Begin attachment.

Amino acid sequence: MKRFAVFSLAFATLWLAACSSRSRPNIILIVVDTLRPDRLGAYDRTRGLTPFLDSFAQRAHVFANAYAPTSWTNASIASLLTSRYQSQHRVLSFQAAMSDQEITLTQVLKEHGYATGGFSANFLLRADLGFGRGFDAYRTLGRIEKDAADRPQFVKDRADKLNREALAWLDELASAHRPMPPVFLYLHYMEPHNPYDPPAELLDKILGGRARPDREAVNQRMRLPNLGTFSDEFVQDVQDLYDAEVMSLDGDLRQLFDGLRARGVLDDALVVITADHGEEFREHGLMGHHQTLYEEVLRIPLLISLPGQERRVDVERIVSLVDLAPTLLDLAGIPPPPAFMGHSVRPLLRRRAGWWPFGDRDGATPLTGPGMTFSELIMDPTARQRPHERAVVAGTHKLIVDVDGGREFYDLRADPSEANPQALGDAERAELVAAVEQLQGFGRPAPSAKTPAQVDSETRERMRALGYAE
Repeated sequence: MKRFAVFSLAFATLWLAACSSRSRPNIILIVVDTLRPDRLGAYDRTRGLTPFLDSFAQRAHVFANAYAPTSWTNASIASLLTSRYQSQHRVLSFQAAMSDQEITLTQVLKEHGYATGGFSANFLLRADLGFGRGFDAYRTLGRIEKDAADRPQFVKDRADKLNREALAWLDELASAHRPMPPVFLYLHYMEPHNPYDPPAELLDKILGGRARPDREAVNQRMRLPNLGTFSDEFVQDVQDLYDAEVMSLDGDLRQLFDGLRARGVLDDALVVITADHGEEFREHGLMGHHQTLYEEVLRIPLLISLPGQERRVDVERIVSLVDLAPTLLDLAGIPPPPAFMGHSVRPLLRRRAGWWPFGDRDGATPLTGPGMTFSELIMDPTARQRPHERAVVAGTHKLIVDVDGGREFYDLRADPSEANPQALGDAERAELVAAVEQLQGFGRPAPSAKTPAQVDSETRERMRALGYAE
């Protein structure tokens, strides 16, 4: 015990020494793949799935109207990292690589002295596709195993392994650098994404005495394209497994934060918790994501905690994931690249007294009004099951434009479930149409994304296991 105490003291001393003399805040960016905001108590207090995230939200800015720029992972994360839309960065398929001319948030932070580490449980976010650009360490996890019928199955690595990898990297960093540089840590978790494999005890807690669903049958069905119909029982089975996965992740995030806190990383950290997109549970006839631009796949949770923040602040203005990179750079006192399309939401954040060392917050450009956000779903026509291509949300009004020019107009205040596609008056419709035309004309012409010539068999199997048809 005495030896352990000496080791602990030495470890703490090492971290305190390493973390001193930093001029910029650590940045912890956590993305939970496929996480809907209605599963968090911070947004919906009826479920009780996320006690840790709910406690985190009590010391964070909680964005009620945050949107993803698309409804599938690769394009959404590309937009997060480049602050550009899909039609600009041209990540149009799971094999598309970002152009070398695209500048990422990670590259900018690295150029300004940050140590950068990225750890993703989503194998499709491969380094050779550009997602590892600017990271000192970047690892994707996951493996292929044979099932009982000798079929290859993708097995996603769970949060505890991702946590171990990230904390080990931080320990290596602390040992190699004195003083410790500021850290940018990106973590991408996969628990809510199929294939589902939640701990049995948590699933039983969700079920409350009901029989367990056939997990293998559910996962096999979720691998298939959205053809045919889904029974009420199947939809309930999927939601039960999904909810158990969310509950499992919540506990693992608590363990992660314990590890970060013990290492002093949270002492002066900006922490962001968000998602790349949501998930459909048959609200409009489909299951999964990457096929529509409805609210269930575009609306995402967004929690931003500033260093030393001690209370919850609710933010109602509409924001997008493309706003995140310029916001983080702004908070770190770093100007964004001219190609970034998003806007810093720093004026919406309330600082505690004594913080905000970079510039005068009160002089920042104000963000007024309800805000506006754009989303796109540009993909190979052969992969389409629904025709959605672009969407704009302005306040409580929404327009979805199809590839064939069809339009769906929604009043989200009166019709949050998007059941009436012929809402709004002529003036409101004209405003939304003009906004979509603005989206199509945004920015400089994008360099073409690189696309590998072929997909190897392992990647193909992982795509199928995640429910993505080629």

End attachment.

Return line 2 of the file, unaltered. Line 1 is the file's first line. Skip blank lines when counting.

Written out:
Repeated sequence: MKRFAVFSLAFATLWLAACSSRSRPNIILIVVDTLRPDRLGAYDRTRGLTPFLDSFAQRAHVFANAYAPTSWTNASIASLLTSRYQSQHRVLSFQAAMSDQEITLTQVLKEHGYATGGFSANFLLRADLGFGRGFDAYRTLGRIEKDAADRPQFVKDRADKLNREALAWLDELASAHRPMPPVFLYLHYMEPHNPYDPPAELLDKILGGRARPDREAVNQRMRLPNLGTFSDEFVQDVQDLYDAEVMSLDGDLRQLFDGLRARGVLDDALVVITADHGEEFREHGLMGHHQTLYEEVLRIPLLISLPGQERRVDVERIVSLVDLAPTLLDLAGIPPPPAFMGHSVRPLLRRRAGWWPFGDRDGATPLTGPGMTFSELIMDPTARQRPHERAVVAGTHKLIVDVDGGREFYDLRADPSEANPQALGDAERAELVAAVEQLQGFGRPAPSAKTPAQVDSETRERMRALGYAE